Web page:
Cyprus Mail
Cyprus

New headache for small shops

The owner of Sipone on Nicosia's Onasagorou Street says customers who owe him money are avoiding him

By Marie Kambas

BUYING groceries on credit, once a common practice in Cyprus, when communities were smaller and everybody knew everyone else, has made a comeback since unemployment exploded but unlike the old days, some small traders are finding it hard to recoup what they are owed.

Many Cypriots, having lost their jobs or their money due to the deposits haircut, have turned back to buying on credit, or even bartering, to keep their kitchen cupboards stocked.

A group of small shopkeepers interviewed by the Sunday Mail, said they were selling on credit because they felt they could lose long-time customers if they refused, or because they feel sorry for those whose incomes have fallen or dried up.

“Even though it’s wrong, by necessity you sell on credit,” said Lakis Peppos a 58-year-old who owns a small family grocery store in central Nicosia.

“Look at these booklets, they are all credit, but what can we do? Clients ask to pay on credit and I can’t refuse them,” Peppos said, displaying about six school exercise books where he details credit purchases.

“Sometimes though when I want to buy merchandise for my grocery shop I can’t, because some of my clients weren’t able to pay me so I have to borrow money in order to buy stock,” he added.

Kostas Loukaides, 52, owns a car repair shop in the Pallouriotissa area of Nicosia. He too offers his services on credit but says that collecting what he’s owed is not easy, and he took has difficulties when he goes to order new supplies for his business. But, he said he was at least able to get something back in kind.

“Unfortunately I have to pay €1000 to buy mechanical oils, money which I don’t have at the moment because I’m waiting for some clients to pay me first,” Loukaides said.

He said that while buying on credit was widespread, some customers resort to alternative methods of payment. “Once a client came here and he wanted me to change his car brakes. He said he didn’t have any money but he had some traditional Cypriot equipment for baking bread. I serviced the car in the end and got the equipment as payment,” said Loukaides.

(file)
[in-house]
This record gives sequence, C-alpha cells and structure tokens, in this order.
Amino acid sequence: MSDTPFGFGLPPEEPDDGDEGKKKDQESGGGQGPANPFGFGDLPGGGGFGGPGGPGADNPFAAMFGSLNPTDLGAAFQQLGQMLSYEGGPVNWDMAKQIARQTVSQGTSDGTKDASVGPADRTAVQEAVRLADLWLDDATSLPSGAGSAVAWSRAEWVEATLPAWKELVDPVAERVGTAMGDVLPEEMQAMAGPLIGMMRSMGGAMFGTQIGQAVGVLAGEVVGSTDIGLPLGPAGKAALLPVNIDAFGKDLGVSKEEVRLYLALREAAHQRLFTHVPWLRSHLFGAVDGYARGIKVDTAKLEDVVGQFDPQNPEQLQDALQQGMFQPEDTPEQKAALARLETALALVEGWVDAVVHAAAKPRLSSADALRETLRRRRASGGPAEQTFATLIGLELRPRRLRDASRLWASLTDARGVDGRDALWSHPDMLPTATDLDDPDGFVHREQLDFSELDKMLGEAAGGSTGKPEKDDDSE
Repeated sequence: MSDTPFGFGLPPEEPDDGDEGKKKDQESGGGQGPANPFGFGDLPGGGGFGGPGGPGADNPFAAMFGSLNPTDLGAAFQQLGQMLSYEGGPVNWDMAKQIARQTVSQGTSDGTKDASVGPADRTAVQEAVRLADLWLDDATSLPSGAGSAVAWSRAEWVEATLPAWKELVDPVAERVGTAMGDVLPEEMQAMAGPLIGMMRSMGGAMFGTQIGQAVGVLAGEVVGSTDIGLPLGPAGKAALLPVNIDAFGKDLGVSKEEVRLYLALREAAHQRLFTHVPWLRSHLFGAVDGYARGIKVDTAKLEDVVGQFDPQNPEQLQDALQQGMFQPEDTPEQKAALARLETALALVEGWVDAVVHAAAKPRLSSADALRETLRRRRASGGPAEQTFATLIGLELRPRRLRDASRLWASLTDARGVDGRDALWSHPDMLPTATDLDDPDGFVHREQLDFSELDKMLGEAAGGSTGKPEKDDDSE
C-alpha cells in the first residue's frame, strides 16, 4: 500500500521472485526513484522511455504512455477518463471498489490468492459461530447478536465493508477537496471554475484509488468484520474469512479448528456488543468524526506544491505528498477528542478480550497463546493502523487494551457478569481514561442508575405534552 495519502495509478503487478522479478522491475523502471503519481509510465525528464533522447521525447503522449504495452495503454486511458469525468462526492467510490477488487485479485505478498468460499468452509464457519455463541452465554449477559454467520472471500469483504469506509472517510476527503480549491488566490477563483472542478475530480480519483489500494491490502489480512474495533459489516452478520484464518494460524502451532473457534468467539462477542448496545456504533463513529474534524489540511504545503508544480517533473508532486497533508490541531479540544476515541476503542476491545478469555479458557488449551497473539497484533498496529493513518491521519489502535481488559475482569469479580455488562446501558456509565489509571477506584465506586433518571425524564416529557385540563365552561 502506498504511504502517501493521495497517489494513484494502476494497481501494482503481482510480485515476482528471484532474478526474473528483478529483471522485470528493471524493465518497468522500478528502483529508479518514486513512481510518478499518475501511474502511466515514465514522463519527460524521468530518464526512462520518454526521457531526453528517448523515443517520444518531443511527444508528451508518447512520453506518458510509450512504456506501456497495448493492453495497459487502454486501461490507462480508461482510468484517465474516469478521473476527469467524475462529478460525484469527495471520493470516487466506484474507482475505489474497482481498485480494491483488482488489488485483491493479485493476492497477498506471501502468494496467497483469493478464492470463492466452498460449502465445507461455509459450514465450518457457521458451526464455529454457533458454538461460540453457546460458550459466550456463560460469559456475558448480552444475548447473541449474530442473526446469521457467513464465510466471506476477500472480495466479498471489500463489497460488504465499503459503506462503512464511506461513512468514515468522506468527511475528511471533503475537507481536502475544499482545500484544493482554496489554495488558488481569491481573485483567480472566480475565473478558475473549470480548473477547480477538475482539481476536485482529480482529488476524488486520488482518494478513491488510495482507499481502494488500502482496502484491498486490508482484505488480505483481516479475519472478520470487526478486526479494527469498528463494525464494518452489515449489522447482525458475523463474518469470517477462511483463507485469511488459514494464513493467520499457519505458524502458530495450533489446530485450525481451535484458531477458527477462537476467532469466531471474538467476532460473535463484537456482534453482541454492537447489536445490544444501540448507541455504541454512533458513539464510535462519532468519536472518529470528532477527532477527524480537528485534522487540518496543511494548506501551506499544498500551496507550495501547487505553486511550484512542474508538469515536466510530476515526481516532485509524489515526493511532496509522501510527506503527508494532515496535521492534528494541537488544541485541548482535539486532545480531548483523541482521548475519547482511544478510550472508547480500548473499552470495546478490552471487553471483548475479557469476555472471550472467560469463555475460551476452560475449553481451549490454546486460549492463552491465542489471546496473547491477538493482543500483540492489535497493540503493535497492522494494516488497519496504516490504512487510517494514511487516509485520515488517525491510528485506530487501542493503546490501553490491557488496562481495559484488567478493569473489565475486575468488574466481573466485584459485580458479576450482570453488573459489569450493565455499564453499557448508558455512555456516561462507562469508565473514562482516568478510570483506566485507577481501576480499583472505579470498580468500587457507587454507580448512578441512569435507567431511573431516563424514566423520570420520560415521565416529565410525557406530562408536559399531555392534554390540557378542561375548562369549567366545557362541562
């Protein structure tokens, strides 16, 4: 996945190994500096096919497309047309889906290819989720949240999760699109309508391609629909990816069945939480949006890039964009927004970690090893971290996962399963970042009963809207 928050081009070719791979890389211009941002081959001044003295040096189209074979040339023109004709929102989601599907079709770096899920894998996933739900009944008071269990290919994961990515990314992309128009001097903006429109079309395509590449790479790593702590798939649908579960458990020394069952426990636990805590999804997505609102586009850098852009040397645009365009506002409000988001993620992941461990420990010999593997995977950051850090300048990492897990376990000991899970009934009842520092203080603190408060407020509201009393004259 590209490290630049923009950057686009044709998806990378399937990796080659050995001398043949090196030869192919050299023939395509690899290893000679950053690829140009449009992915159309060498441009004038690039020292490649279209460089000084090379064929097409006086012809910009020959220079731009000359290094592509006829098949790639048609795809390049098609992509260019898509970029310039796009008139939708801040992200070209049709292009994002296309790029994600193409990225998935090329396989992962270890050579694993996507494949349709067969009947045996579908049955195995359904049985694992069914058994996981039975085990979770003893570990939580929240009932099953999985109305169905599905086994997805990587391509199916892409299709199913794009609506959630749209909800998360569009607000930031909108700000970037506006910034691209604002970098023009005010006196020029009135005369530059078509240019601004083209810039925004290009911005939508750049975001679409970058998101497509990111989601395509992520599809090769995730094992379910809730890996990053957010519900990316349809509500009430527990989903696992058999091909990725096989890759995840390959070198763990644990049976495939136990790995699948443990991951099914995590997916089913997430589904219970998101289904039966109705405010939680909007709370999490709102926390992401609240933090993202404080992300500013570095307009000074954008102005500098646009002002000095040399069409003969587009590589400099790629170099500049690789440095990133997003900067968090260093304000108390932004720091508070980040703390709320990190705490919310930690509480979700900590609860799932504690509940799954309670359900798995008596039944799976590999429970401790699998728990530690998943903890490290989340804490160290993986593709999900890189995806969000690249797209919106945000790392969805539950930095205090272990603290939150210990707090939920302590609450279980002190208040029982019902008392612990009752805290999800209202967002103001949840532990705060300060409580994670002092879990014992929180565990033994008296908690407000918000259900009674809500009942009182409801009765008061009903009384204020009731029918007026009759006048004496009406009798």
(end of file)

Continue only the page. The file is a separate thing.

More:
Now the mechanic is a proud owner of a bread baking plank and a wooden bowl suitable for kneading dough.

Selling on credit was a very common practice among businesses and consumers in the past and may still entail certain risks, according to Stefanos Koursaris general-secretary of the Pancyprian Organisation of Professional Craftsmen and Shopkeepers (POVEK). “Basically selling on credit is money for air,” he said.  While hundreds of small businesses had closed, it was more due to the crisis than the credit practices of customers, he added.

Demetris Protopapas a 28-year-old owner of a shop that sells car radiators continues to sell on credit, as it is expected by his customers, he said, even though some of them now owe him a total of €20,000. He expects to he will have to write off some 10 per cent of that amount.

“Once I had a client who didn’t have money to pay me, so he gave my father as a payment a sack of potatoes, I couldn’t do anything about it,” he said. “I just took the potatoes as payment”.

Some shopkeepers who have had a bad experience with customers unwilling – or at best unable – to pay what they owe, have ceased providing their merchandise on credit to some customers.

The risk of running out of cash that would allow them to order new stock is also a strong factor that prevents some shopkeepers from continuing to sell on credit, especially considering that unlike the old days when people would always pay up in the end, some people today just take advantage.

One of the merchants who feels this way is Giorgos Sipone, the 57-year-old owner of a fabrics store in Onasagorou Street in central Nicosia. “We used to sell on credit very often, but my clients had the money to [ultimately] pay,” he said.  “At the beginning of this year, I used to sell on credit to some clients I knew, the result was to lose them as friends as well because they didn’t pay me.”

Sipone said they had even tried to hide from him by avoiding his shop but he had spotted them, he said.

For Panicos Lazanias who sells electrical appliances in Limassol, selling on credit was the exception not the rule. “Only if I know a customer well,” the 44-year-old said. He added that since none of his suppliers sells on credit, he too has to sell only to those who can pay for what they get so that he can replenish his own stock.

While selling on credit in these difficult times is a double-edged sword, not doing so also carries its risks, like in the case of Charoula Sotiriou, a 45-year-old female grocer in Arediou, in the Nicosia district.

“Now we have stopped selling on credit, and because we have stopped we lost many clients,” she said. “I have a customer who owes me €300 for the past two years. He changes his phone number all the time. I also have another client who owes me €4,500 and I don’t know when I’m going to get that money,” she said.

“It’s become a disgrace, especially when they come here they ask to buy on credit. They fill up the trolleys and then they come up two months later with the excuse ‘we forgot to pay you’,” Sotiriou added. “When you ask for your money some of them get angry as well, and I become embarrassed because I’m asking for my money.”

 

 



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